SpaceX rocket with unmanned USA capsule blasts off for space station

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The demonstration mission of SpaceX's new Crew Dragon capsule successfully docked Sunday on the International Space Station, passing a key test before it can begin taking U.S. astronauts into space.

NASA has awarded SpaceX and Boeing Co $6.8 billion to build competing rocket and capsule systems to launch astronauts into orbit from American soil for the first time since the U.S. Space Shuttle was retired from service in 2011.

Roscosmos Executive Director for Manned Programs Sergei Krikalyov earlier told TASS that the Crew Dragon should undergo tests and comply with safety and reliability requirements before Russian cosmonauts can travel aboard it.

Crew Dragon Capsule successfully docked to ISS. More testing with our Space Launch System rocket engine ... "It's done. Now we're in a position where we can take our time and make sure we get it right". We went to the moon and we won.

If the Crew Dragon lands back safely in the Atlantic Ocean, NASA will evaluate how the mission went and decide if the next test flight is safe enough to put two astronauts on board.

In 2014, the USA space agency awarded contracts to SpaceX and Boeing to take over the task of ferrying astronauts to the space station.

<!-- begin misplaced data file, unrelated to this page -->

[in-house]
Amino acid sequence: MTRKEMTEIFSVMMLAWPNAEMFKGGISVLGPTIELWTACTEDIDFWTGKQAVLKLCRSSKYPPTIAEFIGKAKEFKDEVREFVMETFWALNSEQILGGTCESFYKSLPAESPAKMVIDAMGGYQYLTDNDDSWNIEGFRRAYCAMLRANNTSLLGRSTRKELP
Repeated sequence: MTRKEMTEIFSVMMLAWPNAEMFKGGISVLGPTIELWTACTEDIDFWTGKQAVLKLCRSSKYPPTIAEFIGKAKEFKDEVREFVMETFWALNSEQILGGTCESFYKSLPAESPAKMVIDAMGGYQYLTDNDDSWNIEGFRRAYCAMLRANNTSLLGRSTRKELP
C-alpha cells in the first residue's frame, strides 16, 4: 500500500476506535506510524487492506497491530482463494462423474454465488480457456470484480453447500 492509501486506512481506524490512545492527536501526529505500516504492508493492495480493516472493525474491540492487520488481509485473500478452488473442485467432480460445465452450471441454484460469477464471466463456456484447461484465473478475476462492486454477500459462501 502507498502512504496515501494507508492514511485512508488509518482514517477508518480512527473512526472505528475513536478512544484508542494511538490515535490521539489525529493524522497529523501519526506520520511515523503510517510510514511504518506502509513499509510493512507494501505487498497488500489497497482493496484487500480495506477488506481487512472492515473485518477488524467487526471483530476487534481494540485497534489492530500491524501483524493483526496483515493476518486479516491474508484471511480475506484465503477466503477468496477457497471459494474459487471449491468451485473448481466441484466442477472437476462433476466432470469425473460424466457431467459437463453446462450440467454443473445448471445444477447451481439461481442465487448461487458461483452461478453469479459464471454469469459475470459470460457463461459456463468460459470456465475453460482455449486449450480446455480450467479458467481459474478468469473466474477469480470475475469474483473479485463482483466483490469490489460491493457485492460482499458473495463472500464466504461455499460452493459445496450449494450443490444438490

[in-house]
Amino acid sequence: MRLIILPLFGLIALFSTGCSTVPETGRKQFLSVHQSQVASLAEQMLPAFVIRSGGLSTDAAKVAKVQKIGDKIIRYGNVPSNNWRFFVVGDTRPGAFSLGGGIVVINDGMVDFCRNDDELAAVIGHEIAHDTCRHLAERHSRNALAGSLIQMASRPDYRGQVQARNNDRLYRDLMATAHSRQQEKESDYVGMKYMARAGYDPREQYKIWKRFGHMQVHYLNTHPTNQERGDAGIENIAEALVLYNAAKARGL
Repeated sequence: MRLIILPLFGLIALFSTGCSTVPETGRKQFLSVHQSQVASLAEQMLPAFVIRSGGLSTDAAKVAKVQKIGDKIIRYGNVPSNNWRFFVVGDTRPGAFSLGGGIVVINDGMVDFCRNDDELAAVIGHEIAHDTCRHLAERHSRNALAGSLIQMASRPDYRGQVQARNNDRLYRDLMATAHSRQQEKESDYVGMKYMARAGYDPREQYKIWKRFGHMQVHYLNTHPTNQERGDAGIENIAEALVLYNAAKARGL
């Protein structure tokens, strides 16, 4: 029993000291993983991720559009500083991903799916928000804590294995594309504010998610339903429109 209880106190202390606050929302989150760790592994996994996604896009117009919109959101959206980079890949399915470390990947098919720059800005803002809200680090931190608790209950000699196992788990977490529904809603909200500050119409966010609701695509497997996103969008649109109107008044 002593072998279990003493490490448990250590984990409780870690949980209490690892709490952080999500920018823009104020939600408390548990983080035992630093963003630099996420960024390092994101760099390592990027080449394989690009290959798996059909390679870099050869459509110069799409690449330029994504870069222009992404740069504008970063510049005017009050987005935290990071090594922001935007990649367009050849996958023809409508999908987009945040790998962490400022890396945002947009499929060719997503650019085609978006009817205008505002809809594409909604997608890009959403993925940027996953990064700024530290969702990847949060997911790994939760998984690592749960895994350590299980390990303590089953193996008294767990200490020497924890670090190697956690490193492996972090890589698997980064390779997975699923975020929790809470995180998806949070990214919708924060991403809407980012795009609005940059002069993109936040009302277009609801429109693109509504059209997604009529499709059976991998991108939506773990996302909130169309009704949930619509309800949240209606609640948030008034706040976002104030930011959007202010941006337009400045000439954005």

The Crew Dragon craft took off Saturday morning from the Launch Complex 39-A.

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For the test, the Ripley dummy was strapped into the far left seat, wearing the company's snappy white spacesuit. A sensor-laden mannequin named Ripley and floating Earth plush toy in the cockpit measured the noises and stresses.

"Welcome to the new era in spaceflight", McClain said from inside Dragon. The version designed for humans is slightly bigger and safer.

SpaceX CEO, Elon Musk: "SpaceX would not be here without NASA - without the incredible work that was done before SpaceX even started, and without the support after SpaceX did start".

SpaceX aims to launch Behnken and Hurley as early as July. The more immediate goal is to avoid harming the space station and its three occupants: an American, Canadian and Russian.

At Saturday's post-launch news conference, Musk said he'd be happy to fly on the revamped Dragon.

The crew members ticked off additional items from their checklist, also installing window covers and checking valves before taking part in a welcoming ceremony for the visiting vehicle at 10:45am EST Sunday, which aired on NASA Television.

The SpaceX Falcon 9 rocket and Crew Dragon capsule launch from NASA pad 39A as seen in a time exposure from Viera, FL. on March.

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